Thursday, February 12, 2009

On Special Syndrome

The thing about us, we feel a bit bored with the common cases in the ward. No doubt there's the normal common presentations, asthma, bronchiolitis, pneumonia, fever and what not... Tell me about it, coming to 7 weeks in the ward, how many patients with febrile fits were assigned to me? 14! Blardy freaking 14 febrile fits patients okay?! I can so call myself and the other 3 partners of mine to be the 'fits specialist' already. More often than not, we sighed whenever we found out that we've got cases of febrile fits.

And same goes to the other small groups. They grumbled with the common asthma cases. Or the prolonged fever. Or bronchiolitis. Or pneumonia. Okay, maybe pneumonia might not be that common in adults, and it triggered quite a lot of interests whenever there is a pneumonia case in the medicine ward, for the findings that we could get, but in paediatrics, pneumonia presents similarly to bronchilitis, and even showed some overlaping signs with asthma.

Therefore, once a while when special cases comes in, everyone would rush to the bed and explore the patients. Speaking about boy with Stevens-Johnson Syndromme a few weeks back. The little boy cried and threw tantrum whenever any of us walked closer to him.

Stevens Johnson Syndrome

And there was the few cardiac cases who were quite critical. Some tetralogy of fallot cases and quite a number of babies with ventricular septal defect as well. But cardiac cases were a bit difficult as their heart rate are indeed, pretty fast. Being us who took interest in special cases, I guessed we haven't really mastered how is pan-systolic murmur different from ejection systolic murmur even.

Then there were the nephrotic cases. There was one particular boy who was in the ward since the first day we got there, and have been there for a few weeks. We got quite close to the boy so to speak. So roughly, we've seen the signs as to how a nephrotic patients can present. Edema and what not. So subsequently when 3 more nephrotic patients came in, and coincidently assigned to the colleagues who got the first nephrotic patient, she sighed.

That was how easily bored human can be.

Eczema herpaticum

So when KW got a Minky Kinky Hair Syndomme that sparked LOTS of interests in everyone, we were let down by Prof One who told us not to even bother about it. Later on then we found out from Dr. Angie that, the little boy is the ONLY one who got the disease in the whole country. Imagine that! Hah.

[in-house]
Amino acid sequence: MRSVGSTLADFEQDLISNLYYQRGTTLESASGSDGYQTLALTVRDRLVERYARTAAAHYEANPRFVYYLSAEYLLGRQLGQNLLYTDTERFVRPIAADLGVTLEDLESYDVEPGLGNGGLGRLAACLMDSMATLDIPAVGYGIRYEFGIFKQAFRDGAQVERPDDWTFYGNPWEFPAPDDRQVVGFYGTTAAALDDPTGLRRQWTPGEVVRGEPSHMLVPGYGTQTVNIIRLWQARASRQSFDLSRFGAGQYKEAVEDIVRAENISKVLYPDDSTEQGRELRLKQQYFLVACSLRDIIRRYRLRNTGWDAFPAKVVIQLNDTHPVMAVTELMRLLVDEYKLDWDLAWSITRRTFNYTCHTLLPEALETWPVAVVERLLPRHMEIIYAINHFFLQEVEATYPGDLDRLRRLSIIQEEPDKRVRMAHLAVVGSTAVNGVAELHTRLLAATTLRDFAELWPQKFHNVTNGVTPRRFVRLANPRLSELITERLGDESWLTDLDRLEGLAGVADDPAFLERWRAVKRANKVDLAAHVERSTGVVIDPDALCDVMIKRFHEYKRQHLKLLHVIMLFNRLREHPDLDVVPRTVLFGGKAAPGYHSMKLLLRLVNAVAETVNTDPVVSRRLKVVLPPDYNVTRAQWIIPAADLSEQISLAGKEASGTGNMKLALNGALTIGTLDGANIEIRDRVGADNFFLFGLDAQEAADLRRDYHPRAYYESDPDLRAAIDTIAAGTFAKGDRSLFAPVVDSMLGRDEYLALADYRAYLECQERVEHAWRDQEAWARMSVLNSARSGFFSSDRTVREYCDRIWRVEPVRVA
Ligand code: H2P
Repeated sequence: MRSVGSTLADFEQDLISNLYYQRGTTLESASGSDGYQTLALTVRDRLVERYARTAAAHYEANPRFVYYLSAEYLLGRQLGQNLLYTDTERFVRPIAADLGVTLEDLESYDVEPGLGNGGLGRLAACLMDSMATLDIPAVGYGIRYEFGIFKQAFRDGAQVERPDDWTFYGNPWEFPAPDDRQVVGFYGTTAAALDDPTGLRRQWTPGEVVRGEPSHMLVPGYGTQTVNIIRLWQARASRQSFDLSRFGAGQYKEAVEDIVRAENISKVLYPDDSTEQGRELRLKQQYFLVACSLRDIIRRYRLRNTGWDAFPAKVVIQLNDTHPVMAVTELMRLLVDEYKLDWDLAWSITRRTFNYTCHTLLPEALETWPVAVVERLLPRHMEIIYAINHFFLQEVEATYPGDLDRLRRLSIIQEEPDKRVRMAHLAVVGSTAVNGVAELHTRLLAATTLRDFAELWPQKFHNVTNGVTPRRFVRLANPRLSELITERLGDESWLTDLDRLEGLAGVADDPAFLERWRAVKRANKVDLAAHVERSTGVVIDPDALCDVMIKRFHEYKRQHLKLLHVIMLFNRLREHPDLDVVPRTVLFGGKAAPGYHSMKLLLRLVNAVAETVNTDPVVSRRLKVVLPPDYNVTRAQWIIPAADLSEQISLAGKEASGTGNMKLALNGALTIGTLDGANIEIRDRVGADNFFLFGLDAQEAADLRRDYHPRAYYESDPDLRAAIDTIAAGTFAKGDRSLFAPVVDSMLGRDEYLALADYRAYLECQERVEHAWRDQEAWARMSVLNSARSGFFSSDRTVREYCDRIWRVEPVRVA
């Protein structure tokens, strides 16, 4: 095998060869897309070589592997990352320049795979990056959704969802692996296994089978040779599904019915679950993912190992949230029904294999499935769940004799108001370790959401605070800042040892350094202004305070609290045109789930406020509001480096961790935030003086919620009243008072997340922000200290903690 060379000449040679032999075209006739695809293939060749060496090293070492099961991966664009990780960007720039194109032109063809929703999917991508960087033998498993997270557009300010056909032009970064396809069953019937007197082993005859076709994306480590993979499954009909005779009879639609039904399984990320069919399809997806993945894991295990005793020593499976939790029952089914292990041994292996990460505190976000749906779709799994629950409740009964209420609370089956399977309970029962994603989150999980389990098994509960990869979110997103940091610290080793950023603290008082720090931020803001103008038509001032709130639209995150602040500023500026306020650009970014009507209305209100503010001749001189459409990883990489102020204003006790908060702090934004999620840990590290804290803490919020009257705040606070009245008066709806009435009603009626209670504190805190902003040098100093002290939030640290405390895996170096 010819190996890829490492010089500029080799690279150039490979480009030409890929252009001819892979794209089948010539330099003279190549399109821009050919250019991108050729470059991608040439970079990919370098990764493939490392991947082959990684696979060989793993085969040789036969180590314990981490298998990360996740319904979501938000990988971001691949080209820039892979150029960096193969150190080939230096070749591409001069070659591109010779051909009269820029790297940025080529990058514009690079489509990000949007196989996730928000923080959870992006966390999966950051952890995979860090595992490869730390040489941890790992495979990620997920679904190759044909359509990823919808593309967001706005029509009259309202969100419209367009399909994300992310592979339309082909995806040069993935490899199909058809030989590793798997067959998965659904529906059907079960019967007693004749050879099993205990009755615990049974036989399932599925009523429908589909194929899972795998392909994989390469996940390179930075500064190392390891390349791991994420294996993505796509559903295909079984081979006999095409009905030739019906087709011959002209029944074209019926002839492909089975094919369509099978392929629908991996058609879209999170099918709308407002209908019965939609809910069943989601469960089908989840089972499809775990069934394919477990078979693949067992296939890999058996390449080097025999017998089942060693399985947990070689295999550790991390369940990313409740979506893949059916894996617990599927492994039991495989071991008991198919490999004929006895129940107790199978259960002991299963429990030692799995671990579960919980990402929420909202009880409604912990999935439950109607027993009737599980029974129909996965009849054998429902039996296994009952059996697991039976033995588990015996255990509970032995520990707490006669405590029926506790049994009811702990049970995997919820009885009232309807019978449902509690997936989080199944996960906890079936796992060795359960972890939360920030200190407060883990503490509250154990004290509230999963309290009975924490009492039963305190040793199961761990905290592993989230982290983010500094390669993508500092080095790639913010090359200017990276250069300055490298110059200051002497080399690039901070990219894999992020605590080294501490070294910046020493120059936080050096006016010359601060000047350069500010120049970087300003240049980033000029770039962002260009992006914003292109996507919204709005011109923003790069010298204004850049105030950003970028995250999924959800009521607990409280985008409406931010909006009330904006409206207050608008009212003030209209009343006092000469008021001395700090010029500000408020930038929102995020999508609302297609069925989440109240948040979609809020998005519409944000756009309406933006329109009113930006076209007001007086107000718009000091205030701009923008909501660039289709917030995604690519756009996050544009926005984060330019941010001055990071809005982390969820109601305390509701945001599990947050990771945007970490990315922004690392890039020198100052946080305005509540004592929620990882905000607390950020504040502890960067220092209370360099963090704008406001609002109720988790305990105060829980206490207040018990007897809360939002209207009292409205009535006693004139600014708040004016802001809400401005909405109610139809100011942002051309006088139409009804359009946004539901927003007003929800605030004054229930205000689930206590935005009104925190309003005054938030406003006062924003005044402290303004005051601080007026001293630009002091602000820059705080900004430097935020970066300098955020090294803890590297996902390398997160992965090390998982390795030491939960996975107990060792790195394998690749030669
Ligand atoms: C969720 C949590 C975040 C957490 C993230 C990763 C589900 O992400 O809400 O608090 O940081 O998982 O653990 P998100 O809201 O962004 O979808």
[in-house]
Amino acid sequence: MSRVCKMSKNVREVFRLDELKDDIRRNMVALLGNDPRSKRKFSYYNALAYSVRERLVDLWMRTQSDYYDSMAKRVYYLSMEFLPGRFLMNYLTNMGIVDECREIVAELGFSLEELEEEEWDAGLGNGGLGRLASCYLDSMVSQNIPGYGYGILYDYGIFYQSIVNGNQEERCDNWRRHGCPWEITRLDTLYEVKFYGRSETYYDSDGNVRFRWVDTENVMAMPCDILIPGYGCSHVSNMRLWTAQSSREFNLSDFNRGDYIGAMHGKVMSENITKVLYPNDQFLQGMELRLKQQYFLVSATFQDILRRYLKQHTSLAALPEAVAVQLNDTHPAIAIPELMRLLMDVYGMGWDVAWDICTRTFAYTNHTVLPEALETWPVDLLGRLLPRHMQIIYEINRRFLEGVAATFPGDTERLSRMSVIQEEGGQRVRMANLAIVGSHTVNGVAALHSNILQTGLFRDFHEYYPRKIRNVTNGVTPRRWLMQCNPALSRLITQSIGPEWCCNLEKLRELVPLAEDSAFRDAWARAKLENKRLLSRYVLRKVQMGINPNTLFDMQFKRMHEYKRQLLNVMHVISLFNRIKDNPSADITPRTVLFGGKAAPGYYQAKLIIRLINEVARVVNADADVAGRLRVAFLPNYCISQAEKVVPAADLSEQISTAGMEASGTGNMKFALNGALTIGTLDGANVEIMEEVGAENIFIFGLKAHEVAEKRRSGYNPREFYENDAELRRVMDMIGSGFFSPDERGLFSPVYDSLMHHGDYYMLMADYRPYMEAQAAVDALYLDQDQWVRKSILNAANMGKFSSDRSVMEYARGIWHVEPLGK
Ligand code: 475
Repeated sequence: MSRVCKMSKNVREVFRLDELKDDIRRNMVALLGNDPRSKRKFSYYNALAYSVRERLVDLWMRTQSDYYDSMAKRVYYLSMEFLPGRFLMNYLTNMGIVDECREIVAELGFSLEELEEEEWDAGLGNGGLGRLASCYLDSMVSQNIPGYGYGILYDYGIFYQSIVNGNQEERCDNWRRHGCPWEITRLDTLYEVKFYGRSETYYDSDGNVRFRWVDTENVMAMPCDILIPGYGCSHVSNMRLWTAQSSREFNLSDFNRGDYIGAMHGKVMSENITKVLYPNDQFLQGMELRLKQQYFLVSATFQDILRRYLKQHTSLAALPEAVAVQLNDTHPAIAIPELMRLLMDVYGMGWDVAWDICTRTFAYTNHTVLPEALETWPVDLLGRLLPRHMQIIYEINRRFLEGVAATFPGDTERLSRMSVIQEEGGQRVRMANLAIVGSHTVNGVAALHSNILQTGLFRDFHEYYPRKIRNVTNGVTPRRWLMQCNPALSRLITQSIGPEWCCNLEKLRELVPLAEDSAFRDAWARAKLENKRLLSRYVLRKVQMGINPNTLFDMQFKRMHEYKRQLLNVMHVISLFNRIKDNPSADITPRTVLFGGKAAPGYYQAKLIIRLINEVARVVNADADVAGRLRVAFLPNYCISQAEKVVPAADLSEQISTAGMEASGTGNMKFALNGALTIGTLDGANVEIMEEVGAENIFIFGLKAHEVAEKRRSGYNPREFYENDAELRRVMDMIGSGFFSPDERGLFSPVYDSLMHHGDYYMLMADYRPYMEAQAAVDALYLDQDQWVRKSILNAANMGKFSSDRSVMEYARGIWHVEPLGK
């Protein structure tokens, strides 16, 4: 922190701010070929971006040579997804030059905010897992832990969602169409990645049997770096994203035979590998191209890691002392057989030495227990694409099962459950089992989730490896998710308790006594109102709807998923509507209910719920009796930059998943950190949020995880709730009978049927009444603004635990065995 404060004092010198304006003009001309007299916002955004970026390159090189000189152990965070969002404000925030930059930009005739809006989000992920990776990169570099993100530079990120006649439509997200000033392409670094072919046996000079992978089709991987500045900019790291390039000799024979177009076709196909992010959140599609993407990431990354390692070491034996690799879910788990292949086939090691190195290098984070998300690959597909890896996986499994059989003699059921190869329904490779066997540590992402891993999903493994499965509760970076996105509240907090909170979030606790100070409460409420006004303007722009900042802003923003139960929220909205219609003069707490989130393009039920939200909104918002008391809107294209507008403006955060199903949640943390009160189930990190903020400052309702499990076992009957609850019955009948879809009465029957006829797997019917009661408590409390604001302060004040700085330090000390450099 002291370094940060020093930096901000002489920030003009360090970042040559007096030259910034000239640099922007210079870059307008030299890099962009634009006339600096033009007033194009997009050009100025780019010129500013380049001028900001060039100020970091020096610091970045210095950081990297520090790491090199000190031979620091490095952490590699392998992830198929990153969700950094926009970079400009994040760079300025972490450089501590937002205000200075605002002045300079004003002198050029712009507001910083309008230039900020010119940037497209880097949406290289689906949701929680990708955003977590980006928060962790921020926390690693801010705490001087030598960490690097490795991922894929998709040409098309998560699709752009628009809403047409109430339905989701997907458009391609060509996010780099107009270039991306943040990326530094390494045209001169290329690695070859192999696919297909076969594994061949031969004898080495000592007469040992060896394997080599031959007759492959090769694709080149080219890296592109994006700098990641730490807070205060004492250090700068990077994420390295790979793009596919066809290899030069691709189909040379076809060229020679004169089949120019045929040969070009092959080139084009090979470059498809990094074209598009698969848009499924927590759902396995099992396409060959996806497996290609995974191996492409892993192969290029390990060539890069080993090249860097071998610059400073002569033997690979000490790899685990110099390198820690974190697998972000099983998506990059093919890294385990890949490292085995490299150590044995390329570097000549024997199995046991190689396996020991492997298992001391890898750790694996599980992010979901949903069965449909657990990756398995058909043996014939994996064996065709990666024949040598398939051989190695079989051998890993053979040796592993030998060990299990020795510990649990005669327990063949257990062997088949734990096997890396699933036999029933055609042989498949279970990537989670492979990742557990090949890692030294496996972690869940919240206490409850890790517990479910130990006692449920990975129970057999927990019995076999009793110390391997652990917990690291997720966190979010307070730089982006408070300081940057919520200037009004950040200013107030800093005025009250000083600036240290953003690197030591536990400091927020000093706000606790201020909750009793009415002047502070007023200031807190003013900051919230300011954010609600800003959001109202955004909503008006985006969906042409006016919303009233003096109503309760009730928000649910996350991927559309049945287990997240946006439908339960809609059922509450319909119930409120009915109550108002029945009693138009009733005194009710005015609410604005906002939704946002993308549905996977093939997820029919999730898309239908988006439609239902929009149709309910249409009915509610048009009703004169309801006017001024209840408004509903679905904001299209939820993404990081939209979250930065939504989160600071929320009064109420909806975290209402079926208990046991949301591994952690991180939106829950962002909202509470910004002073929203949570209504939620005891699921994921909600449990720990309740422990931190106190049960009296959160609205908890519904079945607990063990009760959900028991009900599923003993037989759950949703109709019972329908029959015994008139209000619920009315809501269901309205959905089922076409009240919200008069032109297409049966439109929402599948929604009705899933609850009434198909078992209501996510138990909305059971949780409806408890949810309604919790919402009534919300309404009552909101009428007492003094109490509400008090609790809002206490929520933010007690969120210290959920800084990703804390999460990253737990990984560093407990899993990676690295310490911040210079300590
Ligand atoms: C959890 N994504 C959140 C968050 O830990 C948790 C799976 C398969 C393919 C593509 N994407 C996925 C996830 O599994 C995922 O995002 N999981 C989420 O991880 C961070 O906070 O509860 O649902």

During ward round today, we were once again told off by Dr. Chai for taking such huge interest in specific syndrommes when we should've gone and clerk and examine the common cases. Asthma or not, what we ought to do was to polish our skills and learn how to execute our technique correctly. Not to talk about some special syndrommes, Minky Kinky or Stickler or what not. Couldn't agree more.

And there's another type of special ones in the ward. Sickness like hydrocephalus or cerebral palsy. Neurological cases were hard to come by. And it was a few weeks ago since we got our last hydrocephalus patients. To which I was bombarded pretty badly by Prof One for not being able to do a proper head examination. (Like uh what?! Examine the HEAD??) So when there's a boy with cerebral palsy came in due to pneumonia, the news spread like wild-fire. Just one hour after he came in, there were already some medical students checking him out.

Hydrocephalus

So the whole morning, I pitied the boy for being the centre of attention. Being surrounded by some 10 medical students since 10a.m. till 12.30p.m. Examining the lower limb. The upper limb. The face. Maybe he didn't understand what we were doing. Perhaps that was for the better. But I suppose his mother got pretty fed up with us boys and girls.

If anything, I think I'm going to miss the ward. There were so many different attitudes shown. The kiasu-ism. The kiasi-ism. The dominating. The studious. The lazy ones... And I guess the thing I will miss the most, playing with cooperative kids who do not have stranger anxiety.

It's the end of Paediatrics posting. I mean, well, coming to it. Written exam on Monday, and bedside examination on Wednesday.

I know I am close to heave my relief soon enough.


ps: Photos taken out from Illustrated Textbook of Paediatrics.

9 Jujus:

KhaO-LAr-sEXy-PRESS said...

gosh... the details... in amplification... lucky ur not a morgue doc. :P

Mannpriedo d'Saintner said...

Oh my! I am so sorry to see those kids suffering from such horrible diseases. Are some of the curable, Doc Bong?

Word verification: pukings. Would I puke by looking at those pics? No, of course not, just that I feel sorry for them.

Serm said...

:(

jase said...

Ermm I only understood half of the diseases you were talking about. Especially the neurological one. But I have no idea how to diagnose though! haha..

What you wrote reminds me of the TV sitcom, Scrubs.. Ever watch that?

TZ said...

I know i could not be a doctor ... so i study IT ... errrr... i will feel very sad to see those children suffer... :(

Medie007 said...

khoala, i could be a morgue doc. :P

mannpriedo d'saintner, well... febrile fits nothing serious. but most of the others are... sad to say not curable...

serm. turn the frown around. :D

Ban said...

So many sick kids. :( Couldn't they have asked the student docs to go kacau the adults instead? Kids seem to be traumatised.

rae/raeshad/adirae said...

wahhh.....so many case...

and ive never heard of the kinky minky hair something something....

is it fatal or genetic or ......... ?

Medie007 said...

ban, we need to go through all the postings lor. paeds is one of the important ones. so have to put up with them somehow.

rae, the kinky minky hair syndrome is a genetic case i think. :P so rare that there's not much information in the textbook even. haha